Mom, I'd like to apologize in advance for sitting in front of the TV for 12 hours. If it will make you feel better, this year, I promise to try the squash casserole.

I'm a student here at the University of Nebraska and looking at your chats and mail responses I think I need to get across the feelings of some of the Husker fans and the portrayals I'm seeing. Over the last 40 years I don't think any other program can say they have had a larger impact on college football as Nebraska. For some reason I don't think I'll ever really understand people just don't like us around the country and want us to do poorly. Now maybe it's because I'm studying stats, but if we won 9 games for 34 of 35 years, and won 10 games just last year, I would have to say that the probability of us having a losing season is quite low. Have you seen our schedule? We should go 7-4 or 8-3, if not better. Saying we are a wild card and are no longer a top 25 program is insulting and that's why you see so many Husker fans get defensive. Our consistency is like no other in college football and we have earned the right to be ranked in the top 25 based purely off history.

David Johnson
Lincoln, Nebraska

All right, we might have grazed a nerve in the heartland. But asking a running team to implement the West Coast offense is like asking Marion Jones to run a marathon. David, you are onto something, though. I think ranking teams purely off history has some merit. Here's my new top 10: 1. Harvard. 2. Yale. 3. Notre Dame. 4. Chicago. 5. Carlisle. 6. Army. 7. Alabama. 8. Oklahoma. 9. Centre. 10. Princeton.

Over the years I have felt the frustration of losing Rose Bowls (we are four out of 14 since 1970 and one out of six against USC), but this last loss encapsulated Michigan's failed offensive coaching philosophy.

A recent article in the Ann Arbor News just before the 2004 Rose Bowl Game entitled "It's Not A Complicated Offense" said it all. Two Defensive Coordinators that played Michigan in 2003 were interviewed and they revealed (under the condition of anonymity), the breakdown of the Michigan Offense.

"The University of Michigan football team uses fairly straight-forward run- and pass-blocking schemes and has used them for some time. The offensive philosophy is still, at its heart, run the ball and control the clock. Figuring the Wolverines out isn't difficult."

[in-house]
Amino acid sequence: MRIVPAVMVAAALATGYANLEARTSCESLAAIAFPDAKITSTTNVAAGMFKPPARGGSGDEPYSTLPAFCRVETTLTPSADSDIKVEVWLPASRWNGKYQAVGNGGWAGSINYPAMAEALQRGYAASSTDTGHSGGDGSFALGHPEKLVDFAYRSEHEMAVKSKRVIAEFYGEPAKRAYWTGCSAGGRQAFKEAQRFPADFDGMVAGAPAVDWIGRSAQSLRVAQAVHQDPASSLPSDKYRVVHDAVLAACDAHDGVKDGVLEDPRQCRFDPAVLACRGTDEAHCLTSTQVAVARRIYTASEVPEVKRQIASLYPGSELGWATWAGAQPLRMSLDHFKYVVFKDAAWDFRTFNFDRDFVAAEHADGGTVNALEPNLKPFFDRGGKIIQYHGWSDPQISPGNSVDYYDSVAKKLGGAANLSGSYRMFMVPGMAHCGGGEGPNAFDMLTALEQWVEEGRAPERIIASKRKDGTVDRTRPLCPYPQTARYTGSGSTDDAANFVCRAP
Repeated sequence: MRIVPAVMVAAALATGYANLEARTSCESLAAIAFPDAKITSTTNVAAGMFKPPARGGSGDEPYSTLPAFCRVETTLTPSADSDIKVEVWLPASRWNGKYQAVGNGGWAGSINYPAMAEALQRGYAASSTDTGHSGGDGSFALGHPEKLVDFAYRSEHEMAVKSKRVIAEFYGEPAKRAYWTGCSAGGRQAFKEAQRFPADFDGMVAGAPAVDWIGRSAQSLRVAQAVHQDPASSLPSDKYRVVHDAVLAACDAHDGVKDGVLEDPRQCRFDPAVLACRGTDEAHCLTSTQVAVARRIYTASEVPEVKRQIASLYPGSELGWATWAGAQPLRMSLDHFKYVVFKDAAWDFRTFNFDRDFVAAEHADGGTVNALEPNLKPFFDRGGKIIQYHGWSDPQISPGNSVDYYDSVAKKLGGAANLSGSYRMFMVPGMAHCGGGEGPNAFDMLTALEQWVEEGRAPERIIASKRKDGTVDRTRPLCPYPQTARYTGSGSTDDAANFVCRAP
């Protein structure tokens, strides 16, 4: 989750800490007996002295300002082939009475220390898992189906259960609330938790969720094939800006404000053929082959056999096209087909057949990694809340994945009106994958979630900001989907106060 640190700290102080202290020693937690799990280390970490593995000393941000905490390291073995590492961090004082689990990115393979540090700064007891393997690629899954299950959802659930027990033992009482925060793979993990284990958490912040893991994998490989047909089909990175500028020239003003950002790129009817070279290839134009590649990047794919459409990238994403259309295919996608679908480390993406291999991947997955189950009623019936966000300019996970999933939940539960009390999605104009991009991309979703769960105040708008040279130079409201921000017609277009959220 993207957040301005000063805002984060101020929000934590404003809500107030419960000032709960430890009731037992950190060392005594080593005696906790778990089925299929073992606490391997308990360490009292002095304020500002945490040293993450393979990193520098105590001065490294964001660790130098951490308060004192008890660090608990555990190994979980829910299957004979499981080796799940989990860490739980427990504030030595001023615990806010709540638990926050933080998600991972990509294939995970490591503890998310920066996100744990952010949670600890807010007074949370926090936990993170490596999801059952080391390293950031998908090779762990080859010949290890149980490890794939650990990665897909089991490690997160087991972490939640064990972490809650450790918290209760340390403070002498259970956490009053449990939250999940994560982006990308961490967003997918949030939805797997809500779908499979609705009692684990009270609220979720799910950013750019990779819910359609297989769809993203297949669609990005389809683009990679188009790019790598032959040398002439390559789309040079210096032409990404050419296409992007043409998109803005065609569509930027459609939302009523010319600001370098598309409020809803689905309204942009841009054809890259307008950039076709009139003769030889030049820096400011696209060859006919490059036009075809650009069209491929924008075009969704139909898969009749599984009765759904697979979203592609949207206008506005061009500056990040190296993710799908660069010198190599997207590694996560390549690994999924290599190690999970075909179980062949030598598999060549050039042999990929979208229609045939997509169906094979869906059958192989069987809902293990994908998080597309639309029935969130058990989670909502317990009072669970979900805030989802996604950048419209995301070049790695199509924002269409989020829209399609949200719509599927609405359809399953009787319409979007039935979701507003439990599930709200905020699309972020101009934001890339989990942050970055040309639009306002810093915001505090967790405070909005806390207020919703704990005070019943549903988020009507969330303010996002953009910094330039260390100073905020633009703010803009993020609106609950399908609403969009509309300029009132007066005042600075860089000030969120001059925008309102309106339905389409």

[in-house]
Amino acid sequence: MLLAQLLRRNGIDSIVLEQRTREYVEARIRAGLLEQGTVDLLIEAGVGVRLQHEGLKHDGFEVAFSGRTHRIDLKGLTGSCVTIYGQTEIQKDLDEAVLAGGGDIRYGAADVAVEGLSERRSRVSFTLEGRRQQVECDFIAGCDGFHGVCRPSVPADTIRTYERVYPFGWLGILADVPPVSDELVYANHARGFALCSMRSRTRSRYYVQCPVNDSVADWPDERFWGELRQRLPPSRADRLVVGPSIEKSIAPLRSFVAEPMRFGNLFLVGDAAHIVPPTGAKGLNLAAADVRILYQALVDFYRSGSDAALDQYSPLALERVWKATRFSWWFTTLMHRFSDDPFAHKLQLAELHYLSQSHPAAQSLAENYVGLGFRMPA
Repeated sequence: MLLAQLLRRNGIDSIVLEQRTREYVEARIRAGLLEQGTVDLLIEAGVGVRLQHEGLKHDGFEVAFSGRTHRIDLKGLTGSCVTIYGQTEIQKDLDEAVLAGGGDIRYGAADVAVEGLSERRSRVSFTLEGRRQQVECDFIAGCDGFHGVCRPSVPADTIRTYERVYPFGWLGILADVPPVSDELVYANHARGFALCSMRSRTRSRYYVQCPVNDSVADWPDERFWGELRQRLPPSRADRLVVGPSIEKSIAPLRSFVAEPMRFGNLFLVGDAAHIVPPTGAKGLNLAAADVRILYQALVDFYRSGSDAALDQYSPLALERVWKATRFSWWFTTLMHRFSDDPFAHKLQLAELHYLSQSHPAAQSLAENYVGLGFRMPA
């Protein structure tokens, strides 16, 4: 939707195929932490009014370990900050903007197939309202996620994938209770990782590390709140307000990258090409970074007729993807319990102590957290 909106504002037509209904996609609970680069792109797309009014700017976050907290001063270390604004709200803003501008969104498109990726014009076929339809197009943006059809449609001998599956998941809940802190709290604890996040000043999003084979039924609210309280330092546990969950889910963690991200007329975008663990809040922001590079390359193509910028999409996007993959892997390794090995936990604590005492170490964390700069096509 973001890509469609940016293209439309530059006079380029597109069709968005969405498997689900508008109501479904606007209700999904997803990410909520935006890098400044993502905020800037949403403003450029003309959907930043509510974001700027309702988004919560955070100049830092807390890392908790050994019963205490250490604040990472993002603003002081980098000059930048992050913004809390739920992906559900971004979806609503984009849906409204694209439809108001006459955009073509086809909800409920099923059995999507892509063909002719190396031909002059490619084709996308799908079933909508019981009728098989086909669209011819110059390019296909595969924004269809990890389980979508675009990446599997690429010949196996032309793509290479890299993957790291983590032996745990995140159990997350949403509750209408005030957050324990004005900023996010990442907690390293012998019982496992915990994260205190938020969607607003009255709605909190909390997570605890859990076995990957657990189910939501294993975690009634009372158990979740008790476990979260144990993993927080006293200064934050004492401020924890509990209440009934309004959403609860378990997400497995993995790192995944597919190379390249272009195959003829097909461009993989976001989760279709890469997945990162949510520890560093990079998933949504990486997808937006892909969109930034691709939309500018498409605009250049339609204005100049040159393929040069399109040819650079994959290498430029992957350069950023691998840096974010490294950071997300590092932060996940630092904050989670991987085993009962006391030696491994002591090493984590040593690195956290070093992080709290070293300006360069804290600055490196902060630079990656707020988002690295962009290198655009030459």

What an awful thing for a coach to do to his team. To place them in a
position where the opposing team not only knows what they are going to
do, but they have a month or so to prepare for this simplistic and
predictable offensive scheme.

The classic company line when we lose is that we just didn't execute
well enough. Of course execution is important, but what if the other team has equal or better talent? Often times innovative coaching is what makes the difference. Over the last 15-20 years, whenever Michigan has faced equal or superior athletes, our glorified and predictable high school offense is often completely immobilized.

So I challenge all of you Michigan Faithful to take off the blinders and
see the truth for what it is. If you really want to see Michigan compete
with the best of the best and truly be the "Leaders and Best" and win
more than one National Championship in 54 years, the coaching philosophy has got to change. Even you, the most blindly loyal, wouldn't you just once like to be able to say, "Wow, what an innovative Michigan Offense"!

Rick Simon
Class of 1979
Westlake Village, Calif.

No, that's not Class of 1979, Ohio State.

My unofficial count is that in nine seasons, Lloyd Carr has gone 33-20 against ranked teams, which is good bordering on very good, and 5-4 in bowls, which is mediocre. My belief is that Carr will change the offense right after the 'Rines lose to defending national champion Indiana. But that's just me.

How about it, Maize-and-Blue Nation?

Ivan Maisel is a senior writer for ESPN.com. Send your question/comments to Ivan at ivan.maisel@espn3.com. Your e-mail could be answered in a future Maisel's Mailbag.